Successfully Engaging Opioid-Dependent Patients in Addiction Treatment

Opioid-dependent patients treated at an emergency department (ED) who were given buprenorphine were more likely to engage in addiction treatment to reduce their opioid use, according to a study published in JAMA.

Opioid-dependent patients treated at an emergency department (ED) who were given buprenorphine were more likely to engage in addiction treatment to reduce their opioid use, according to a study published in JAMA.

The researchers randomized patients into 3 groups: the referral group (104 patients), the brief intervention group (111 patients), and the buprenorphine treatment group (114 patients). They then tested the efficacy of these 3 interventions

“Opioid dependence and overdose is an escalating problem that has really reached epidemic proportions here in the US,” Gail D’Onofrio, MD, first author and chair of emergency medicine at Yale School of Medicine, said in a video interview with JAMA. “The emergency department is often the place where patients with opioid dependence seek their care, so it makes sense that this would be the place where we would try to screen and intervene for this very significant problem.”

The patients who were in the buprenorphine treatment group showed a significant increase in engagement in addiction treatment compared to patients in the brief intervention and referral groups. ED-initiated buprenorphine also reduced self-reported illicit opioid use.

“Buprenorphine does require special training and a waiver from the FDA in order to prescribe it, which does set up some barriers,” Dr D’Onofrio said.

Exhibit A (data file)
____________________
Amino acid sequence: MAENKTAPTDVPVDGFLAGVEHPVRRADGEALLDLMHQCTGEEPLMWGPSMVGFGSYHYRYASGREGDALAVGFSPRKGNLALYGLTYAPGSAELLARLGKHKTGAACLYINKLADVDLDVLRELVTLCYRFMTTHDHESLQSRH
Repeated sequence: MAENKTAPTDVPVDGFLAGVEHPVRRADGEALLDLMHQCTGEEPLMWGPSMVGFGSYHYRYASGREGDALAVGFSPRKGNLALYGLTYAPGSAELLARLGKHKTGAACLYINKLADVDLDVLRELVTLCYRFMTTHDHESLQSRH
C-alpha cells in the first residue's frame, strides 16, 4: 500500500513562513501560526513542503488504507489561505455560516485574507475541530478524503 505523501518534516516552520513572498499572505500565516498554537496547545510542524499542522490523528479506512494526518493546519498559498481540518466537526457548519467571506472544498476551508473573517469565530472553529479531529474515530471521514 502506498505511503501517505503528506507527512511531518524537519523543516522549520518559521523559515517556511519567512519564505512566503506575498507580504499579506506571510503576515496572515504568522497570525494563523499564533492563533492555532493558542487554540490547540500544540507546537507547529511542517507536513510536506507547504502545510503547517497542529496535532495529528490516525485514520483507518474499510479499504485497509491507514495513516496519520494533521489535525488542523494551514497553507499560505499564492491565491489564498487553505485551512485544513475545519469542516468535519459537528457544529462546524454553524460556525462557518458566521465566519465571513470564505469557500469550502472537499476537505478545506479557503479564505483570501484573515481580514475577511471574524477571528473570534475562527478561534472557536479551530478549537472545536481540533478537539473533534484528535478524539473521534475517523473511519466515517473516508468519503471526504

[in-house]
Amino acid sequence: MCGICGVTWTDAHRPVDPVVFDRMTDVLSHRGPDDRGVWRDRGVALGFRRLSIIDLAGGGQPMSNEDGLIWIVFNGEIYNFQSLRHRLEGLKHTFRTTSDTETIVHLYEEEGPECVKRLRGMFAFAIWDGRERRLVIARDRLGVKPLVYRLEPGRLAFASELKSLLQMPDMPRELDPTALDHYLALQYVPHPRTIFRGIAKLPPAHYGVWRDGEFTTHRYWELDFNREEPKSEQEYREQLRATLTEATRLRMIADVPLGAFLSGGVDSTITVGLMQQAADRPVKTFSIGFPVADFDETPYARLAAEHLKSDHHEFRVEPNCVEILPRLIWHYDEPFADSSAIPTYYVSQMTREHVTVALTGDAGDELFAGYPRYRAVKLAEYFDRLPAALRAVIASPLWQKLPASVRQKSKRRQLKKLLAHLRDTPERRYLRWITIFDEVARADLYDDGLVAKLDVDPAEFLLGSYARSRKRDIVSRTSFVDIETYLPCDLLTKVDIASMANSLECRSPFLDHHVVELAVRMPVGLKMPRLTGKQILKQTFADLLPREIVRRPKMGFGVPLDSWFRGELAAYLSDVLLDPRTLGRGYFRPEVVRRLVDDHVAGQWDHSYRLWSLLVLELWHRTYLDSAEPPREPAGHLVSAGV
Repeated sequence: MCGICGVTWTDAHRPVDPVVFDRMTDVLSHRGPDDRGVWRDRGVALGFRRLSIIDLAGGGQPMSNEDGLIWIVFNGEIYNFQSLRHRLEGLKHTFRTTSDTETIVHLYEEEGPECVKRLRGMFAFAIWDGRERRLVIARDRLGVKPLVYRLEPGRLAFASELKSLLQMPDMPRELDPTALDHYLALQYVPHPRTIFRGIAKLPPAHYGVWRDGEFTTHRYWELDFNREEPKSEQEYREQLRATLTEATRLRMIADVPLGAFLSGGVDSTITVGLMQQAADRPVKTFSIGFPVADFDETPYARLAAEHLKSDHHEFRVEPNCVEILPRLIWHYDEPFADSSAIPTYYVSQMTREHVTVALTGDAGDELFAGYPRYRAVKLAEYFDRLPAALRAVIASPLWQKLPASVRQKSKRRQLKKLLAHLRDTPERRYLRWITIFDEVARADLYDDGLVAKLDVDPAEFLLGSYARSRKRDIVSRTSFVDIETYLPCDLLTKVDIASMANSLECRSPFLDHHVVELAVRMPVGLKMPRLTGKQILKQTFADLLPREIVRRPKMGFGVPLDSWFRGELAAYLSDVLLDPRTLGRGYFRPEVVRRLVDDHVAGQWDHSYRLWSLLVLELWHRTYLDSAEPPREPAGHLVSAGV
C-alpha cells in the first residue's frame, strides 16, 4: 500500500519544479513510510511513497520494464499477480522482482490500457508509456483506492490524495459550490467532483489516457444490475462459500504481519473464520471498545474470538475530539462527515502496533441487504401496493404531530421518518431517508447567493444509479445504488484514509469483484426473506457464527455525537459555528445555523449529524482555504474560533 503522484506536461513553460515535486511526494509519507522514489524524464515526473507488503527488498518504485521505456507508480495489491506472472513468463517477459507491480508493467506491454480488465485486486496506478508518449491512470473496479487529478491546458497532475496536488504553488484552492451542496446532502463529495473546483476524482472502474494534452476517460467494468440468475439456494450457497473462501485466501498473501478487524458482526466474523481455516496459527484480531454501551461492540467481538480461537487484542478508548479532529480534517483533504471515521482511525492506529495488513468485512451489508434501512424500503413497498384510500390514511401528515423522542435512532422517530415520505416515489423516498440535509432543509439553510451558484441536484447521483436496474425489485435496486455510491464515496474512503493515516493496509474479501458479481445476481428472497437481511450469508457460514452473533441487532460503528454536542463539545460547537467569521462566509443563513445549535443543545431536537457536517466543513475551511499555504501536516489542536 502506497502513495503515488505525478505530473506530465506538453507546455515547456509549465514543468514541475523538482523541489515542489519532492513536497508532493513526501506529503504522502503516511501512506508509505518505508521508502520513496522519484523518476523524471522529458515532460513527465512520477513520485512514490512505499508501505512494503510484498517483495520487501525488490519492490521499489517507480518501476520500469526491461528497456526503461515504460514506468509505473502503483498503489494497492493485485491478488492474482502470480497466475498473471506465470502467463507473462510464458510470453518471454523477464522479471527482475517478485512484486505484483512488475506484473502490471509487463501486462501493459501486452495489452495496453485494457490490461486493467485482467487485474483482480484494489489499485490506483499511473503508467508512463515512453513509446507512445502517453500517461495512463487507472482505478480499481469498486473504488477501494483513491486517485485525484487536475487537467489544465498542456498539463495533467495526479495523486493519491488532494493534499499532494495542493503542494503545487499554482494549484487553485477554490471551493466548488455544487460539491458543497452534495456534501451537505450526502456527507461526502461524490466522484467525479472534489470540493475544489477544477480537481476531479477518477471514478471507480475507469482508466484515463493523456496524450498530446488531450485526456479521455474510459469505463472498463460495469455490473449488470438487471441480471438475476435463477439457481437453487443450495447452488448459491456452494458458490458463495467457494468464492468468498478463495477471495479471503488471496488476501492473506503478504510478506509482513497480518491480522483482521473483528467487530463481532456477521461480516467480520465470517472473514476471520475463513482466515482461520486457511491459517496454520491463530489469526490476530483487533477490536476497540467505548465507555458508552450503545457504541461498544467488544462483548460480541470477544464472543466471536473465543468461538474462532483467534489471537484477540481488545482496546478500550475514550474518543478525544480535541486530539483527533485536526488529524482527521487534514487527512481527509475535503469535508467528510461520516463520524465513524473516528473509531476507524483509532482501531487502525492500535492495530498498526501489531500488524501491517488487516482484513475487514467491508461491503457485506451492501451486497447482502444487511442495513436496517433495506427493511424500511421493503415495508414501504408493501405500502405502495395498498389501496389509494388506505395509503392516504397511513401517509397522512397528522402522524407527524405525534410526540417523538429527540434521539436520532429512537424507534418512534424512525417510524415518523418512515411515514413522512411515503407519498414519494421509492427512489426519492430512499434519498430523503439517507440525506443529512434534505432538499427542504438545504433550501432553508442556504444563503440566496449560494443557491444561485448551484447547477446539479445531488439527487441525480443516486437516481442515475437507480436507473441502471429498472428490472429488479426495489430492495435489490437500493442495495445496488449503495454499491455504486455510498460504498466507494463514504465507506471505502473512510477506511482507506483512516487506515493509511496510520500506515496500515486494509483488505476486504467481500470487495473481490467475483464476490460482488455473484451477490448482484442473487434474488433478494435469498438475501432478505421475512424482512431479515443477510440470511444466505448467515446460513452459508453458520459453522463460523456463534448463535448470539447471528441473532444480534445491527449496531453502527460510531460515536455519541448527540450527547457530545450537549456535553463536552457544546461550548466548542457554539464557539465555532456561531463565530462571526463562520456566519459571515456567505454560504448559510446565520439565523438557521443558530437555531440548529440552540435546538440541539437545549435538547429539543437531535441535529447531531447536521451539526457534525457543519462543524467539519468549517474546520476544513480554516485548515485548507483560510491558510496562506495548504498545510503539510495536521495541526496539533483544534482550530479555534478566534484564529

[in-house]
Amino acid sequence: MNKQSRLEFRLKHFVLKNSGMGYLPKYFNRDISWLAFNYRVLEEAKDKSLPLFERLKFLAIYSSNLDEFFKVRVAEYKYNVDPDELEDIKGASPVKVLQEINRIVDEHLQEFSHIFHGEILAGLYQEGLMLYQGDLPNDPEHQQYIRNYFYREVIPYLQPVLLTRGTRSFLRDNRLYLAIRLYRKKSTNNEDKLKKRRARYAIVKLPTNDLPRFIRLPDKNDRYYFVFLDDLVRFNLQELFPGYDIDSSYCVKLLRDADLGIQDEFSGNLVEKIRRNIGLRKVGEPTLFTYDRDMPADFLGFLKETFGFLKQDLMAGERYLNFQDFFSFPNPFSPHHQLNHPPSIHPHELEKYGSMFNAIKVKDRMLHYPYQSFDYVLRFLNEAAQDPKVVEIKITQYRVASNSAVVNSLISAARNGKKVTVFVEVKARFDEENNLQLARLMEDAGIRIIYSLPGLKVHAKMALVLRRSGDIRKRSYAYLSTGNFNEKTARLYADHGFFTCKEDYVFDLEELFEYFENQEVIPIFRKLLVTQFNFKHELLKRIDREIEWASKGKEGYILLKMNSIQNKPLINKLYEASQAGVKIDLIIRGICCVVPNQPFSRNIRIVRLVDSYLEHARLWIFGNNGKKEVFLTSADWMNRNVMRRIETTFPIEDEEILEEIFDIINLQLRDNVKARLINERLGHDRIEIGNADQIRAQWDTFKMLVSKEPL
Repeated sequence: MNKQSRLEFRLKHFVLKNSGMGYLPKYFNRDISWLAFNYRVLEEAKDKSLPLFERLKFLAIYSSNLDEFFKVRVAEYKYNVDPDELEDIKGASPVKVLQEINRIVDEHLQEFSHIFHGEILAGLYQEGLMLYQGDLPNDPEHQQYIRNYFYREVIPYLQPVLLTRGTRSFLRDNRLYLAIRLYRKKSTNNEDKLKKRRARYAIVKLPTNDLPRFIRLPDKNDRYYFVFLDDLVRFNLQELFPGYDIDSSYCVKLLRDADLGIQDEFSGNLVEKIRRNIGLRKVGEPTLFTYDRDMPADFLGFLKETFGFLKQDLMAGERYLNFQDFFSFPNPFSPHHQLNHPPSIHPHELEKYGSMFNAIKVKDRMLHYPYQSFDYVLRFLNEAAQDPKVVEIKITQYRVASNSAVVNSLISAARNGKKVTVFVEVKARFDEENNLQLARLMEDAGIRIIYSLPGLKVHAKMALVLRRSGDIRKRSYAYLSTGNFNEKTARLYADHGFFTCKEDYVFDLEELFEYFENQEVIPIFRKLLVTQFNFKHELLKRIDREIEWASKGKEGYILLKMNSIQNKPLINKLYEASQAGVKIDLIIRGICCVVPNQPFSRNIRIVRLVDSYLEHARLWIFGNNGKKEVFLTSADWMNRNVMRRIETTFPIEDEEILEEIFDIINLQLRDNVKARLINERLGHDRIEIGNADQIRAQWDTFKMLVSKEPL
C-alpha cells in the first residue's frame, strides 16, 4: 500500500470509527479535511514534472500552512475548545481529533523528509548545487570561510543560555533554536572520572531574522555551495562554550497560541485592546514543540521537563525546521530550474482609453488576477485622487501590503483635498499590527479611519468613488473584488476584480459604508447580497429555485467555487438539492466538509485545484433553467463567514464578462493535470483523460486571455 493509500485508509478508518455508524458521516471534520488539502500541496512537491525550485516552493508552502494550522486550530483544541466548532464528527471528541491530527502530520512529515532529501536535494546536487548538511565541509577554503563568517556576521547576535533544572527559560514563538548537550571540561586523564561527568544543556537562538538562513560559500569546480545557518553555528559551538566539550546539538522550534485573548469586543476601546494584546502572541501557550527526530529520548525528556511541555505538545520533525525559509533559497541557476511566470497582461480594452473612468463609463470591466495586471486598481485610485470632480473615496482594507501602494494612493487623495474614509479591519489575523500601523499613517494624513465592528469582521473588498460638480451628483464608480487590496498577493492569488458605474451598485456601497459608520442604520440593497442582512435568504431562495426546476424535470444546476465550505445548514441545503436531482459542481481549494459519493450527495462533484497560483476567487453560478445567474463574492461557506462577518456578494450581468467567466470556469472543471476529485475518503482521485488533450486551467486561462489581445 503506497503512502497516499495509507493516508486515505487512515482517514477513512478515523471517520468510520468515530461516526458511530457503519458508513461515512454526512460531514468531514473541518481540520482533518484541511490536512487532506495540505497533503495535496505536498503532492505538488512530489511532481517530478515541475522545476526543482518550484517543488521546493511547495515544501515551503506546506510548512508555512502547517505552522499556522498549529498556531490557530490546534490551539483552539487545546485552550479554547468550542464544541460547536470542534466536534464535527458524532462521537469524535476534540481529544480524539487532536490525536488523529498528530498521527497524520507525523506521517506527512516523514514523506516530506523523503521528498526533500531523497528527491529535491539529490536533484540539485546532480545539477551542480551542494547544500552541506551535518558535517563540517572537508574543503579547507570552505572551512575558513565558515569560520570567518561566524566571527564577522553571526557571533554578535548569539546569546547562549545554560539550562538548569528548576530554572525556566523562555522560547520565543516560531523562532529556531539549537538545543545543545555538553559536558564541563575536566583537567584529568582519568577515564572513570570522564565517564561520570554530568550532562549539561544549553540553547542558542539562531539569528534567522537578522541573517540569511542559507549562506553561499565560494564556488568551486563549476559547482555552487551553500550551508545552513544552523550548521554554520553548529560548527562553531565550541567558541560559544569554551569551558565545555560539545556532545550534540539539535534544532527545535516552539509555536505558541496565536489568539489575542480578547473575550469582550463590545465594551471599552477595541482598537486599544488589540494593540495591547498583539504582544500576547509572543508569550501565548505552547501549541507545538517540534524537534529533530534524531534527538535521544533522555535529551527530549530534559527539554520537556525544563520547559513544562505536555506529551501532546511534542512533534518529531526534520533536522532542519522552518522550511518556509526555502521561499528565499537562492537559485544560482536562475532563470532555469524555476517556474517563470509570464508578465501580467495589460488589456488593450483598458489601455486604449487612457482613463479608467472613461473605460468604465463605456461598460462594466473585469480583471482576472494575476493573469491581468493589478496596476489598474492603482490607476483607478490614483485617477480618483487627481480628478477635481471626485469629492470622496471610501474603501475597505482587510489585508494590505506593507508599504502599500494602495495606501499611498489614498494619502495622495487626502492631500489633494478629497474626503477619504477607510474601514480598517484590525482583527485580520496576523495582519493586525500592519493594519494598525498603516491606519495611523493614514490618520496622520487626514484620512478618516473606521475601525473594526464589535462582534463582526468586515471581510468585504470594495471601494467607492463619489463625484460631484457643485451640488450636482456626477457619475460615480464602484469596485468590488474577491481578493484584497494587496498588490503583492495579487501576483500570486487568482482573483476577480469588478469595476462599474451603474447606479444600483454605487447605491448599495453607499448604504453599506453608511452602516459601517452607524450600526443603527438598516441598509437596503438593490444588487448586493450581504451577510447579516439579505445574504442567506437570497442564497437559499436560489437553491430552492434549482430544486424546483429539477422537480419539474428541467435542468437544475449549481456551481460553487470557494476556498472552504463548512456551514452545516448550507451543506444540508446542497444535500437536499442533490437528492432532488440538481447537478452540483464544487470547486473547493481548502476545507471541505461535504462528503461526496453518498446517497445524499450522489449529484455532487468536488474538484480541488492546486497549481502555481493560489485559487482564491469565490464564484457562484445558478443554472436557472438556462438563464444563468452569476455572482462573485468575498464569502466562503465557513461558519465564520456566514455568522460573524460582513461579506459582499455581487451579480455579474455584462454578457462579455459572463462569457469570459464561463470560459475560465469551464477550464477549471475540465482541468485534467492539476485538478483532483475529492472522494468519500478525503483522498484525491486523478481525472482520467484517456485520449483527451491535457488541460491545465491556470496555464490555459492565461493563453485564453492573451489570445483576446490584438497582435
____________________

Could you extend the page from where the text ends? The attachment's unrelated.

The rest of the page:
More than three-fourths (78%) of the buprenorphine group was engaged in treatment by the end of the 30 days compared with 37% and 45% of the referral and brief intervention groups, respectively. In addition the mean number of days of illicit opioid use per week was down to 0.9 days from 5.4 days in the buprenorphine group compared with 2.3 days from 54 in the referral group and 2.4 days from 5.6 in the brief intervention group.

However, across treatment groups there was little difference in the rate of opioid negative urine toxicology test results.

The researchers also reported that patients in the buprenorphine group were less likely to use inpatient addiction treatment services, which suggests that the treatment may be more efficient and less costly.

“Effectively linking ED-initiated buprenorphine treatment to ongoing treatment in primary care represents an exciting new model for engaging patients who are dependent on opioids into state-of-the-art care,” Patrick G. O’Connor, MD, MPH, FACP, professor of medicine and chief of general internal medicine at Yale School of Medicine and study co-author, said in a statement.